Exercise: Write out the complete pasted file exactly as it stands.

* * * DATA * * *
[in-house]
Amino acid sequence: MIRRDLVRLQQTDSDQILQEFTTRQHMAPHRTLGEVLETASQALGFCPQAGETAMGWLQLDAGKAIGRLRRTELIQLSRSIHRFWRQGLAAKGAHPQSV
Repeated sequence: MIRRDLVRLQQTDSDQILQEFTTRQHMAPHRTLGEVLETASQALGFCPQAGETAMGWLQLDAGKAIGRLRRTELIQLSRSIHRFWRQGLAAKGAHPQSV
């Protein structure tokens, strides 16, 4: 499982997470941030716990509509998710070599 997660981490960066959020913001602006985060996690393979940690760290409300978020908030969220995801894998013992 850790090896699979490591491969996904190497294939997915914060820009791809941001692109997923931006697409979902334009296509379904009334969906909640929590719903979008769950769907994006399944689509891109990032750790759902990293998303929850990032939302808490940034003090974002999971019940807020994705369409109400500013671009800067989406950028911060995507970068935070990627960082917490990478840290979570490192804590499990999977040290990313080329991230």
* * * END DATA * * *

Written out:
[in-house]
Amino acid sequence: MIRRDLVRLQQTDSDQILQEFTTRQHMAPHRTLGEVLETASQALGFCPQAGETAMGWLQLDAGKAIGRLRRTELIQLSRSIHRFWRQGLAAKGAHPQSV
Repeated sequence: MIRRDLVRLQQTDSDQILQEFTTRQHMAPHRTLGEVLETASQALGFCPQAGETAMGWLQLDAGKAIGRLRRTELIQLSRSIHRFWRQGLAAKGAHPQSV
């Protein structure tokens, strides 16, 4: 499982997470941030716990509509998710070599 997660981490960066959020913001602006985060996690393979940690760290409300978020908030969220995801894998013992 850790090896699979490591491969996904190497294939997915914060820009791809941001692109997923931006697409979902334009296509379904009334969906909640929590719903979008769950769907994006399944689509891109990032750790759902990293998303929850990032939302808490940034003090974002999971019940807020994705369409109400500013671009800067989406950028911060995507970068935070990627960082917490990478840290979570490192804590499990999977040290990313080329991230």